There’s a difference between fields striving to uncover the big picture and fields satisfied with incrementally improving their methods. DL fields fused the big picture connectionists with the numerical methods tinkerers. The latter blindly pursues leaderboards.
This effect is that few in the community pursue the big picture. That’s because climbing up the leaderboards depends on mathematical, programming, and engineering skills. You can’t have ideas implemented without people skilled in extracting computation out of existing hardware.
The success of deep learning is a consequence of the emergence of GPU hardware and crowdsourced data from the internet. Deep learning has architectural features that exploit this that other numerical methods could not.
Richard Feynman, in the 1980s, consulted for a company called Thinking Machines. It was a company that sought to exploit massive parallelism to perform physics simulation and perhaps eventually lead to AI (see: Thinking Machines Corporation — Wikipedia )
It thus took almost 30 years before this idea of massive parallelism would be seriously linked to the notion of Artificial Intelligence. Science requires technology to mature for certain new truths to emerge.
But now that we have specialized massively parallel computational systems at our disposal, we are discovered new computational truths. These truths are fundamental and thus applicable to a much wider domain than the pursuit of AI alone.
The emergence of computers led to the formulation of the Church-Turing thesis (aka computability theory). Surprisingly, it’s a theory not just about human-invented computers but a theory that is universally true for all of reality (physics included).
But now that we have massively parallel computers and a very odd way of “programming” them, we are uncovering new truths emerging from huge computational workloads. We have emergent behavior that we see in GPT-3. These are supercolliders in the computational regime.
But here is the problem with many deep learning researchers. They are analogous to the experimental physics talent that constructs supercolliders. Theorists don’t have the skill to do their work. Yet they also assume themselves to be the same as theoretical physicists!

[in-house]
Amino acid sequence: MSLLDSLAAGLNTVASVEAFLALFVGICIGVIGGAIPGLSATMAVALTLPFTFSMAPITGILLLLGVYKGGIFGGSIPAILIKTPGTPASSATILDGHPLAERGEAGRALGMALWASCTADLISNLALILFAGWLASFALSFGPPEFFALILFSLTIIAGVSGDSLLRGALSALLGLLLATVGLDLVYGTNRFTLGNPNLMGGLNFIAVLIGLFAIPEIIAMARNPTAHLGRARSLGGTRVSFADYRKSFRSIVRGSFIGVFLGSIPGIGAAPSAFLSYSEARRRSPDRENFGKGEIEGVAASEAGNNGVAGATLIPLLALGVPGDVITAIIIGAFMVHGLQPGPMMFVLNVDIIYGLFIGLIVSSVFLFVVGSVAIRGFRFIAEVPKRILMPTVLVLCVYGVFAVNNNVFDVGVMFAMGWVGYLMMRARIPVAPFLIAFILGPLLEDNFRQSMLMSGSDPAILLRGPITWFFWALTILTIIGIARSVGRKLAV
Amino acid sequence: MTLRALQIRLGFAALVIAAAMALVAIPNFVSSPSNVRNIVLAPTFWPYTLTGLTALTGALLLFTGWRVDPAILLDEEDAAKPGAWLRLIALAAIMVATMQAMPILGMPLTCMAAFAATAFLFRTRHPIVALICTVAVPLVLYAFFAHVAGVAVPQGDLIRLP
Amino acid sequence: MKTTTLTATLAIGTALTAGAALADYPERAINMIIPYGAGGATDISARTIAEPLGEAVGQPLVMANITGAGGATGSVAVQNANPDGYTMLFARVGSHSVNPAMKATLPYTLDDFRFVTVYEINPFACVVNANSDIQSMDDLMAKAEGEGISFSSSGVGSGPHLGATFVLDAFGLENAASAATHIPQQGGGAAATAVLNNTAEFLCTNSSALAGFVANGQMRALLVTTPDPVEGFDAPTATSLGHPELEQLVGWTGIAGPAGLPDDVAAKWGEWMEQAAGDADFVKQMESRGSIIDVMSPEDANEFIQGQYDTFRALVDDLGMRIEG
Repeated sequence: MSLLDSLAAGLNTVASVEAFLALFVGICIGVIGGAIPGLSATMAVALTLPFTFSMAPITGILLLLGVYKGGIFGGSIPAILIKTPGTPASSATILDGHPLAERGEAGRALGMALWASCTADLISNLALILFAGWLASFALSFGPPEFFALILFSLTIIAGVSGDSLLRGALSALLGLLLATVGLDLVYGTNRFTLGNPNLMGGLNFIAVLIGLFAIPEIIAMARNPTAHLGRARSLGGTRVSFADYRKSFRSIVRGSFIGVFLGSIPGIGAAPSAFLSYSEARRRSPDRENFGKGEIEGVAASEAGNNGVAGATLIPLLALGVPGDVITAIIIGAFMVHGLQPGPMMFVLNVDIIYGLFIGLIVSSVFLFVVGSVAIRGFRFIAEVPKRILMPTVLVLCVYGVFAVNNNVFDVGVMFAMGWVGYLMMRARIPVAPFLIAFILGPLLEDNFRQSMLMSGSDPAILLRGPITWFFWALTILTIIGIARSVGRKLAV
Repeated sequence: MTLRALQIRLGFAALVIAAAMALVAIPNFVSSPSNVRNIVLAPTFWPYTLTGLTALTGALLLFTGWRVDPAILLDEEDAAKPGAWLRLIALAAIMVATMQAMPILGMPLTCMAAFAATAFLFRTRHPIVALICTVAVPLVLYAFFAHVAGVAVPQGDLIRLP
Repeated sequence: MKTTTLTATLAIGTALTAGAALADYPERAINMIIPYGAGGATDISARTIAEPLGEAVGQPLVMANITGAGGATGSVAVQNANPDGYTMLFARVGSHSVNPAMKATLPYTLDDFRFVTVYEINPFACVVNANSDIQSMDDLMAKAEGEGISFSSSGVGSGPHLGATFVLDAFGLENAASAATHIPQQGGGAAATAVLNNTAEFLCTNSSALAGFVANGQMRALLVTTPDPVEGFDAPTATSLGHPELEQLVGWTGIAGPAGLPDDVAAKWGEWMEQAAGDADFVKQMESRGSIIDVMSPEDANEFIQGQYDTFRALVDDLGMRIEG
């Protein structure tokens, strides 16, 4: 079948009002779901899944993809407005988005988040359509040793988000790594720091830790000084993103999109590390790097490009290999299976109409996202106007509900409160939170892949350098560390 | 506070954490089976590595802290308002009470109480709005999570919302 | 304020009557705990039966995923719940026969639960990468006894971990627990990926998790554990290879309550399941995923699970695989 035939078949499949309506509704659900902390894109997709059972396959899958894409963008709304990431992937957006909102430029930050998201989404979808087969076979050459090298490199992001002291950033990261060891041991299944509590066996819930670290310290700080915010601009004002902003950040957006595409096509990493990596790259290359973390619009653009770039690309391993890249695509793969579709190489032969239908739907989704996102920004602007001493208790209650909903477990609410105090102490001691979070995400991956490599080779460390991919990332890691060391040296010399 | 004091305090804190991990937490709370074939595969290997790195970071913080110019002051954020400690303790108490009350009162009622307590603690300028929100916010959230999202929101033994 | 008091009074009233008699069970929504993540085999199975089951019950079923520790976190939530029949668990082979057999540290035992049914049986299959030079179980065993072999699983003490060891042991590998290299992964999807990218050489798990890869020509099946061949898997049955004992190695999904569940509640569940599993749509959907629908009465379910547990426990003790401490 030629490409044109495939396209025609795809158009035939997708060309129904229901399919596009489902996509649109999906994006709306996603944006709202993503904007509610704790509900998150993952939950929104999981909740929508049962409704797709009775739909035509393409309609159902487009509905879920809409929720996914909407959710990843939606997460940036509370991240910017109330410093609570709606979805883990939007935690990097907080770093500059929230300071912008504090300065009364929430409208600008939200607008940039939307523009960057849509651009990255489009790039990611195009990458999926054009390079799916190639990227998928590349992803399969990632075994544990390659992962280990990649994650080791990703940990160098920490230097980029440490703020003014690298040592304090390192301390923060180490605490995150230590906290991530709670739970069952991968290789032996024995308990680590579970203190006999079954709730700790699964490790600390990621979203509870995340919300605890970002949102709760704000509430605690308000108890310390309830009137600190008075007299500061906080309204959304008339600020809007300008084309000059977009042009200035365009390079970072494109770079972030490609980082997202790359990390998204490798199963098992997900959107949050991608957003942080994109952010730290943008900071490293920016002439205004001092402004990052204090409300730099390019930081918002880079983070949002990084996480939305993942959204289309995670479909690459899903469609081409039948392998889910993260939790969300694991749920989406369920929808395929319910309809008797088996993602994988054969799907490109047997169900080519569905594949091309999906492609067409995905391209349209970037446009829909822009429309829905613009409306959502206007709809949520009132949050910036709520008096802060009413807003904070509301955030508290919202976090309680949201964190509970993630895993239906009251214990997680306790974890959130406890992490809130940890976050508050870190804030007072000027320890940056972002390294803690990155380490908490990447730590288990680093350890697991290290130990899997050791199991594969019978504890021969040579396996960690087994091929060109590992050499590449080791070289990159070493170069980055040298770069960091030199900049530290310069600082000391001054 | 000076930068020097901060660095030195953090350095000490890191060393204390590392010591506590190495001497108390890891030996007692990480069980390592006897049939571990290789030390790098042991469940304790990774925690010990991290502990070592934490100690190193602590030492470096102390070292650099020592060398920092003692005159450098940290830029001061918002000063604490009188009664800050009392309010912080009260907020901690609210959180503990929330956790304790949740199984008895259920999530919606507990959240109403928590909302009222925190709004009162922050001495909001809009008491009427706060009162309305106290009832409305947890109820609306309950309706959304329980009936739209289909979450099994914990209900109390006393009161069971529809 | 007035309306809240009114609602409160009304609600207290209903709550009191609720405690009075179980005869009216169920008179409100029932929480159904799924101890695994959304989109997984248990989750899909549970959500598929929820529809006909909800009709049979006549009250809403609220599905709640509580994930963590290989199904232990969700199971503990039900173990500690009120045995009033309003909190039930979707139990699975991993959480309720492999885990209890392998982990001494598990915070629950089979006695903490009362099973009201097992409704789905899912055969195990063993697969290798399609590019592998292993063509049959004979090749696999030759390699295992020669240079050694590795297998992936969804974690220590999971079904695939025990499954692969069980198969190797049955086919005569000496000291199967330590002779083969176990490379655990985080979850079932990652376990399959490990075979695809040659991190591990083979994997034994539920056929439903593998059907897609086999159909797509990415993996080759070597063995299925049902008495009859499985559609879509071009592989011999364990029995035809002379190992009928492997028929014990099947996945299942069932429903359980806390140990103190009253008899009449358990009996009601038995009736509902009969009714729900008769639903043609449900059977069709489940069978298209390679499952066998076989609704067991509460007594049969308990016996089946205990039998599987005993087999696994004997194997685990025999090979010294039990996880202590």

The division between theorists and experimentalists may be unique in physics. There’s no such thing as theoretical neuroscientists. Some people formulate theories of the mind, but these people are usually placed in the bucket for philosophers.
There are theoretical biologists. Perhaps it’s an indicator of the maturity of a field when it can support the split between theorists and experimentalists. Deep Learning is simply too new that the split between the two has yet to occur.
I see the field progressing. Just as computers led to both symbolic and numerical algorithms, DL will progress to pursue AI and specialized scientific domains. Similar to computational science, there will be specialization in different scientific fields (see: Deep Learning is Splitting into Two Divergent Paths ) To conclude, the advances of DL go beyond just the development of automated cognition. They lead to a new way of thinking about general intelligence. A new way of understanding massive computation. Finally, new tools to parse complexity in other domains.
Thus it is entirely a disservice to the predominant bro culture of the experimentalist community to bully its world-view on other scientific domains. Talking points like “The Bitter Lesson,” “Reward is Enough,” and “Scale is all you need” are expressions of monopolization of the thought process. It’s an ugly manifestation of misplaced hubris.
Deep learning has a culture where you cannot have an opinion about aerodynamics because you aren’t a Formula 1 mechanic. It’s toxic reductionism.